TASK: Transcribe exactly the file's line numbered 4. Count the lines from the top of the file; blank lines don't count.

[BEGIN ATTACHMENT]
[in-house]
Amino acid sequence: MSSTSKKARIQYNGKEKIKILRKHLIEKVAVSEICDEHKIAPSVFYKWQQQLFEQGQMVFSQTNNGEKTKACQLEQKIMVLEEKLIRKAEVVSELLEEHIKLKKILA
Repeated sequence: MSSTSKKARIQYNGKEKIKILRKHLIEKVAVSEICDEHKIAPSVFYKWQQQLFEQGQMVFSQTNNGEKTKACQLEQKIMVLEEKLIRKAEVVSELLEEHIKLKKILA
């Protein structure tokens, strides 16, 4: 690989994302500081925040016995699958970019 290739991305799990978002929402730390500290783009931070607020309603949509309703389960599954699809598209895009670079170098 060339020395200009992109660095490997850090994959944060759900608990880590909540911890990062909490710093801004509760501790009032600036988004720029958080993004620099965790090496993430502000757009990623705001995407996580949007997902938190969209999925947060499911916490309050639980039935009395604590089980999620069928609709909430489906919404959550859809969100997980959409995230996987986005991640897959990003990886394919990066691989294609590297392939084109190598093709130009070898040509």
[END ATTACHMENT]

């Protein structure tokens, strides 16, 4: 690989994302500081925040016995699958970019 290739991305799990978002929402730390500290783009931070607020309603949509309703389960599954699809598209895009670079170098 060339020395200009992109660095490997850090994959944060759900608990880590909540911890990062909490710093801004509760501790009032600036988004720029958080993004620099965790090496993430502000757009990623705001995407996580949007997902938190969209999925947060499911916490309050639980039935009395604590089980999620069928609709909430489906919404959550859809969100997980959409995230996987986005991640897959990003990886394919990066691989294609590297392939084109190598093709130009070898040509």